A lot has happened in a whole bunch of places in the globe-trotting saga of fugitive ex-Nissan boss Carlos Ghosn since T5 last cast an eye over the affair, so let’s dive straight in.
A U.S. Supreme Court justice on Saturday cleared the way for the extradition to Japan of two Americans accused of helping Ghosn flee Tokyo in 2019. Two weeks earlier, a U.S. district judge had rejected an argument by the lawyers of Michael Taylor and son Peter that the pair would face torture in Japan.
That ruling came despite a U.N. panel’s conclusion in November that Ghosn’s detention for almost 130 days in a Japanese jail was neither necessary nor reasonable and violated his human rights, in a harsh critique of Tokyo prosecutors who led the case against him.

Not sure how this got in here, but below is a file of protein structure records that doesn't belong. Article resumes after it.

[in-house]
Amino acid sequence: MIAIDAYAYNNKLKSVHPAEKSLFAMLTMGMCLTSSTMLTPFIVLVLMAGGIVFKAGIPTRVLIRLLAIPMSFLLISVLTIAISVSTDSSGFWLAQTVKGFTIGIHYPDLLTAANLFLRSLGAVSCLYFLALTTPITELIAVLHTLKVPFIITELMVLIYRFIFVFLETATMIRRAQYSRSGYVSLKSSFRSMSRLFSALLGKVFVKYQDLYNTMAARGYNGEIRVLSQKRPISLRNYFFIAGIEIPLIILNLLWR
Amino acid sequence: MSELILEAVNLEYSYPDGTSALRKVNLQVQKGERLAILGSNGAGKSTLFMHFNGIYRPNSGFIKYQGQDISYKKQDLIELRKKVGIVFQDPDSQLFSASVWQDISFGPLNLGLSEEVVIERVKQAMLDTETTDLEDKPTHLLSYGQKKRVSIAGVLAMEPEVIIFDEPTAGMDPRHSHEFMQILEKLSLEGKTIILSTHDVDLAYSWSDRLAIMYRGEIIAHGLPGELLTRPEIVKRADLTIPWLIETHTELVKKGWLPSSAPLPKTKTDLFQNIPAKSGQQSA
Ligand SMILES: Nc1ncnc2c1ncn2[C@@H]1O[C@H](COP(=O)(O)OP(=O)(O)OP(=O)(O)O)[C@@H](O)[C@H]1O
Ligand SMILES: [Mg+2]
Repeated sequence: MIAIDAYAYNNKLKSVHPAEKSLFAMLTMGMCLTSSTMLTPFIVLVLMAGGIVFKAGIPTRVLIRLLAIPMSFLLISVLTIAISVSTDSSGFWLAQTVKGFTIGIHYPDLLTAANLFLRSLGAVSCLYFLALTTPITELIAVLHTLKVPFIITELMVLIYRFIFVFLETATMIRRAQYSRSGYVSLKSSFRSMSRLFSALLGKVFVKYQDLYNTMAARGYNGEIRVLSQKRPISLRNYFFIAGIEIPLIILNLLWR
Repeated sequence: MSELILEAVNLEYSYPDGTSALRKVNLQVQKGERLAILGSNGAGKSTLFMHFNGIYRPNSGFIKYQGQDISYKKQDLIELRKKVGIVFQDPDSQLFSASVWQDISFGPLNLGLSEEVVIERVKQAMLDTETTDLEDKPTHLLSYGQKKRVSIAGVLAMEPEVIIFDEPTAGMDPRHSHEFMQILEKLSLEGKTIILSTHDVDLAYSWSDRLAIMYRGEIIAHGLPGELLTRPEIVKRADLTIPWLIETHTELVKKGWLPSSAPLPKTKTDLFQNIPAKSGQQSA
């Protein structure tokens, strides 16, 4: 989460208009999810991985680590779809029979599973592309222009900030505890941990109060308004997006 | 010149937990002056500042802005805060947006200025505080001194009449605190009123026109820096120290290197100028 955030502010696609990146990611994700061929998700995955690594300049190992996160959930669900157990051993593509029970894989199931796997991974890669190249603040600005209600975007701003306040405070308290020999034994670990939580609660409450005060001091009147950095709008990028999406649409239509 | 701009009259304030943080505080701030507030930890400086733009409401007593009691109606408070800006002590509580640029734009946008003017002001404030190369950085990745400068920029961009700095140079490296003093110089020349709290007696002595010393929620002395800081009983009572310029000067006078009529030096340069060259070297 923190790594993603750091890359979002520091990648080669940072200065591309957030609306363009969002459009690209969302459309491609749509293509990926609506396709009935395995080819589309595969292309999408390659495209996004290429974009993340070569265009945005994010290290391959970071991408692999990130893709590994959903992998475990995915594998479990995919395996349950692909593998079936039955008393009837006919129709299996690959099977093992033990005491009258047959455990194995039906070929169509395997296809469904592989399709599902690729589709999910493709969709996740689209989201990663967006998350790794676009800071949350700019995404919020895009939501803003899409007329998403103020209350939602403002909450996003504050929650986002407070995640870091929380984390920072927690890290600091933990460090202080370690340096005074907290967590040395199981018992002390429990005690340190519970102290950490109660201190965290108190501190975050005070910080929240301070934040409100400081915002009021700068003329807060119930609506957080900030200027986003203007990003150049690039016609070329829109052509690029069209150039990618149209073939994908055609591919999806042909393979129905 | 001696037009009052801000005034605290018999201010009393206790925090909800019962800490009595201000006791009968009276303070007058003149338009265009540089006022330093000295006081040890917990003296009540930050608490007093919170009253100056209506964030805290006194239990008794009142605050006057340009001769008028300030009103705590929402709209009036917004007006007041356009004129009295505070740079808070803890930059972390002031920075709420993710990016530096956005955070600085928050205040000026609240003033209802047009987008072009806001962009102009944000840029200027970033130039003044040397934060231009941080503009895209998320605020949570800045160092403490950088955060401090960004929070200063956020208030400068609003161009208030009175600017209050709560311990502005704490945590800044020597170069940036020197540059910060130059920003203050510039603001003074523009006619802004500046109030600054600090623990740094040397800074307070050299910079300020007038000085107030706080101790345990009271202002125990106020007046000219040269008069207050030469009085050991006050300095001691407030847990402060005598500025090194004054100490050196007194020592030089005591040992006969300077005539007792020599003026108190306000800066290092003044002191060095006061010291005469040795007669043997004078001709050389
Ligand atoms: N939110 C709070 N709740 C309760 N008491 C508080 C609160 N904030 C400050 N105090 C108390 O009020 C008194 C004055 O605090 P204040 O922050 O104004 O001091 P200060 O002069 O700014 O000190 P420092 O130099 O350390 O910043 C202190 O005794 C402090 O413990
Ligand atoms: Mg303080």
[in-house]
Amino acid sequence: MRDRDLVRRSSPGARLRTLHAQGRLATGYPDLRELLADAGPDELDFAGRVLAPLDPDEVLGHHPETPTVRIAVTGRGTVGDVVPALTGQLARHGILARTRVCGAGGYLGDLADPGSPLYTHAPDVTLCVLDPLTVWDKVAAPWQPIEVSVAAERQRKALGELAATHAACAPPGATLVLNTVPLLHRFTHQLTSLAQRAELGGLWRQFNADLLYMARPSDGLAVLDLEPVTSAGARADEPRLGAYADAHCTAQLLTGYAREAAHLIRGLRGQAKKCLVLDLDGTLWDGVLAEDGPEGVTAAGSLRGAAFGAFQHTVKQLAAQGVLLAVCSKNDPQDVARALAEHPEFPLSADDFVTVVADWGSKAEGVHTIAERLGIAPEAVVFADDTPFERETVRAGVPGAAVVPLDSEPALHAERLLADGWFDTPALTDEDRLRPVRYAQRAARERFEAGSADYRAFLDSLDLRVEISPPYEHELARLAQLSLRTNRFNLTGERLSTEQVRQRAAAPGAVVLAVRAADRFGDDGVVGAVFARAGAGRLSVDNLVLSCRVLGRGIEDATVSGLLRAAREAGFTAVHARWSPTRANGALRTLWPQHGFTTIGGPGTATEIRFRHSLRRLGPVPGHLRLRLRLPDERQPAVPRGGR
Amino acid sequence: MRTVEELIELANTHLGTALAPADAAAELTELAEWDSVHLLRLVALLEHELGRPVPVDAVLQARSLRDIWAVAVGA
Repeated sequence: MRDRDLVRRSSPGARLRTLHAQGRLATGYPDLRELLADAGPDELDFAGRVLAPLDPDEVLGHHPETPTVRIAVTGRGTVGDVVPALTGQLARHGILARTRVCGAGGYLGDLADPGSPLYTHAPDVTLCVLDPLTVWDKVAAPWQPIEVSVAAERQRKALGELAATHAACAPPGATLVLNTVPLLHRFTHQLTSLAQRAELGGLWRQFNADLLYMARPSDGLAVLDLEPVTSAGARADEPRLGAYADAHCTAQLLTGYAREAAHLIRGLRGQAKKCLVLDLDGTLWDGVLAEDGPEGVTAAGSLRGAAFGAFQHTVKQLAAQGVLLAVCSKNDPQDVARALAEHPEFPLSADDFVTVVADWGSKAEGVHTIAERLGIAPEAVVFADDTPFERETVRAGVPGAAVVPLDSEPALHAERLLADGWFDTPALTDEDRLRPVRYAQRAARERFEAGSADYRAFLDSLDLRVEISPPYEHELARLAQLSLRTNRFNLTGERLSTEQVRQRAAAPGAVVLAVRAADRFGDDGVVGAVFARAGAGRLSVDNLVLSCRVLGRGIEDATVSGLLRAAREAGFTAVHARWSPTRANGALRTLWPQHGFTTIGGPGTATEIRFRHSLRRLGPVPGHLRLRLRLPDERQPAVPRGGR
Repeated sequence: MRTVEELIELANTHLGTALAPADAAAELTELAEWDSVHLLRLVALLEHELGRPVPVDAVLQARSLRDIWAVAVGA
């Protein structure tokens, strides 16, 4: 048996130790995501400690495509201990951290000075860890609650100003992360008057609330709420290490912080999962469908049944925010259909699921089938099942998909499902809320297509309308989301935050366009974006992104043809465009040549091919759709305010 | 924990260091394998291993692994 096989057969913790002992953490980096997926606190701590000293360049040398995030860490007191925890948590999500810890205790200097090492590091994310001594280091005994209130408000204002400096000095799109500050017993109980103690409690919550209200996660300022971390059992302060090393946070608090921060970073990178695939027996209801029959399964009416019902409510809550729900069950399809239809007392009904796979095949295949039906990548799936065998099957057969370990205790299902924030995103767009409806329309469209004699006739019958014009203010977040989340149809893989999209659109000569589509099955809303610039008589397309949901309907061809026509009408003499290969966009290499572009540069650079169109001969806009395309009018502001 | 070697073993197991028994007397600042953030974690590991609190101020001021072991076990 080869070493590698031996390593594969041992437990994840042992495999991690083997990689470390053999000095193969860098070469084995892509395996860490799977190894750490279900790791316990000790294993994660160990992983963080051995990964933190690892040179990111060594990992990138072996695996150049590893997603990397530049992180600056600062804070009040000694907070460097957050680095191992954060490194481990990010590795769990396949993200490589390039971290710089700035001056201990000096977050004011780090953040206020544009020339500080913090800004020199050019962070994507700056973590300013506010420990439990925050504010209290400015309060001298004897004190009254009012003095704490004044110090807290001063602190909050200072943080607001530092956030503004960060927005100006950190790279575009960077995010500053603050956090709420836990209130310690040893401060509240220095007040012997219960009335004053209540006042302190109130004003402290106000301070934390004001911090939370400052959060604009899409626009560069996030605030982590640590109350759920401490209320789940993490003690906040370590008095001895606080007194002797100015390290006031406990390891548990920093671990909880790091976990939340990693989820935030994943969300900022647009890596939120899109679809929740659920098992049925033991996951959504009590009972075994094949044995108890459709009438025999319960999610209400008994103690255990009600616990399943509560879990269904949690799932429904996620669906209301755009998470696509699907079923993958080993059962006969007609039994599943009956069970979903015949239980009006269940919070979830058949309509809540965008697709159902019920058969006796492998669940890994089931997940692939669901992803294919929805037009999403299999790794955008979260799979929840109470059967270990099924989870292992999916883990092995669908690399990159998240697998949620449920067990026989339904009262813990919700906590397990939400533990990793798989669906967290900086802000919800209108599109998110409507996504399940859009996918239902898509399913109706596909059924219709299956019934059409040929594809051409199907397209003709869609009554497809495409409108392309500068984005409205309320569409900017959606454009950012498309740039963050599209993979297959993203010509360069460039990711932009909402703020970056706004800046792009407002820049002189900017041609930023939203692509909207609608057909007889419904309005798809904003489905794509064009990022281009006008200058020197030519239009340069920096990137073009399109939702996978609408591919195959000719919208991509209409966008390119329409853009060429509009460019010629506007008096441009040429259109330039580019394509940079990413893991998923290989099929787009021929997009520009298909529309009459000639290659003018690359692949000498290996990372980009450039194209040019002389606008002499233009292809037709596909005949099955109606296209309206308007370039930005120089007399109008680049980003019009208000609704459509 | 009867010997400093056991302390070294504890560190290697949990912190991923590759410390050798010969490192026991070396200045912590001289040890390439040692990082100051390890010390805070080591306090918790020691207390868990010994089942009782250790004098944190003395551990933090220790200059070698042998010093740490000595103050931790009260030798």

Meanwhile, in the only current legal proceedings in Japan linked to the affair, Nissan whistleblower Hari Nada has been giving some explosive testimony in the trial of Ghosn aide Greg Kelly. According to Nada, planning for the removal of Ghosn began in April 2018, well before the auto exec’s arrest in Japan on charges of financial crimes.
The former Nissan veep has also alleged that Ghosn concealed the scale of his compensation at Nissan because he feared the French government would force him out of Renault if it discovered how much he earned. Bloomberg reported in December that France has launched an investigation into Ghosn’s tax affairs.
In Beirut, on the other hand, the prosecutor general told Kyodo in December that Lebanon is not currently investigating Ghosn’s escape from Japan to the country. Authorities there have not received any formal documents from Japan concerning Ghosn’s extradition, Ghassan Oweidat added.